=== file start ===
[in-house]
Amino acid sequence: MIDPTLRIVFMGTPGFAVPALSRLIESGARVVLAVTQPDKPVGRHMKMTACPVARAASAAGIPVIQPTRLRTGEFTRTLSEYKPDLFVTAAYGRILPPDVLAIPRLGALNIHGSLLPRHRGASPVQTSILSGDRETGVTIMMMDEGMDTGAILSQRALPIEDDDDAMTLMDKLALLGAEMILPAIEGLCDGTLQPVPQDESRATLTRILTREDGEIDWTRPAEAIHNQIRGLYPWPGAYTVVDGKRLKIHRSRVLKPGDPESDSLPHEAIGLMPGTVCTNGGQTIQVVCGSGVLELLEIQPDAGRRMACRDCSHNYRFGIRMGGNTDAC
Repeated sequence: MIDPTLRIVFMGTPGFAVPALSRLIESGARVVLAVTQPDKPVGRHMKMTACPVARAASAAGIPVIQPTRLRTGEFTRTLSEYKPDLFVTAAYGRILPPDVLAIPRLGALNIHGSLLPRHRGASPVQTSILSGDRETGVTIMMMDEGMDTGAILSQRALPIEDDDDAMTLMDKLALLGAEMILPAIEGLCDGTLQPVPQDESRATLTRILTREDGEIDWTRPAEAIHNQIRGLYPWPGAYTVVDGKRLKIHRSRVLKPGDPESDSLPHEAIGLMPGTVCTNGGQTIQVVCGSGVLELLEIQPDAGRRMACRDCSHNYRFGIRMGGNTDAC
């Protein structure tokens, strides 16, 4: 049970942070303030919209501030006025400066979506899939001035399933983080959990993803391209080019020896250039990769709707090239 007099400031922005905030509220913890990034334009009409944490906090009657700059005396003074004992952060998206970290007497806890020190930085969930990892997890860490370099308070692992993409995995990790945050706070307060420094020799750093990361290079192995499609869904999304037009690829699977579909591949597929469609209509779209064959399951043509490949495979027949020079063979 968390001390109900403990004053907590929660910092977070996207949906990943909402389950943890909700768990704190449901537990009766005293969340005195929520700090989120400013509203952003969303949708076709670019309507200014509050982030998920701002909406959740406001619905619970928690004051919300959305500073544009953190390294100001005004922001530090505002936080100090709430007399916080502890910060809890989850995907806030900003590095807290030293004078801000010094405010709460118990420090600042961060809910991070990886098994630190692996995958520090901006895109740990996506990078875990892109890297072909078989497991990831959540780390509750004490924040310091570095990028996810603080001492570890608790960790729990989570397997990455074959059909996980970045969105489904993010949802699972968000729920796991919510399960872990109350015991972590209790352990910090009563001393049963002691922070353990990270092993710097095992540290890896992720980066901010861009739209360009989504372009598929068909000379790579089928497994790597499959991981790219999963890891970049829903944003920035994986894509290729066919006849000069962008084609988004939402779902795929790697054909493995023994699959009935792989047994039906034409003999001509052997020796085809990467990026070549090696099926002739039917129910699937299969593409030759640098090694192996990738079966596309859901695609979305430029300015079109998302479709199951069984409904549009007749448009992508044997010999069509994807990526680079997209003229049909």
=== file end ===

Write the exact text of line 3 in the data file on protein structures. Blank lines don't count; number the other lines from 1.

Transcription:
Repeated sequence: MIDPTLRIVFMGTPGFAVPALSRLIESGARVVLAVTQPDKPVGRHMKMTACPVARAASAAGIPVIQPTRLRTGEFTRTLSEYKPDLFVTAAYGRILPPDVLAIPRLGALNIHGSLLPRHRGASPVQTSILSGDRETGVTIMMMDEGMDTGAILSQRALPIEDDDDAMTLMDKLALLGAEMILPAIEGLCDGTLQPVPQDESRATLTRILTREDGEIDWTRPAEAIHNQIRGLYPWPGAYTVVDGKRLKIHRSRVLKPGDPESDSLPHEAIGLMPGTVCTNGGQTIQVVCGSGVLELLEIQPDAGRRMACRDCSHNYRFGIRMGGNTDAC